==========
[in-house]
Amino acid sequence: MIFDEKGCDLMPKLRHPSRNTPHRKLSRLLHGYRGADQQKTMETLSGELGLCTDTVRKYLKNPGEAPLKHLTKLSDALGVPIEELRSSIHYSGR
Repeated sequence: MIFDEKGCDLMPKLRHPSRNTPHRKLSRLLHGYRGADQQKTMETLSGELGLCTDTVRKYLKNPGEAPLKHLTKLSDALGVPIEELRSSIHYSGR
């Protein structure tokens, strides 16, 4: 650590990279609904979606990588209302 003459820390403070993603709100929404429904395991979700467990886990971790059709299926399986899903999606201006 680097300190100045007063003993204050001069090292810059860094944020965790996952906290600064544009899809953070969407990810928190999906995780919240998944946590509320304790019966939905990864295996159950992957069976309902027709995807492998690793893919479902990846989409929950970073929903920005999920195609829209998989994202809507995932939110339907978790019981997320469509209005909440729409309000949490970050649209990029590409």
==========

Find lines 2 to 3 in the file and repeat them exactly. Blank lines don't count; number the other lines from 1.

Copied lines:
Amino acid sequence: MIFDEKGCDLMPKLRHPSRNTPHRKLSRLLHGYRGADQQKTMETLSGELGLCTDTVRKYLKNPGEAPLKHLTKLSDALGVPIEELRSSIHYSGR
Repeated sequence: MIFDEKGCDLMPKLRHPSRNTPHRKLSRLLHGYRGADQQKTMETLSGELGLCTDTVRKYLKNPGEAPLKHLTKLSDALGVPIEELRSSIHYSGR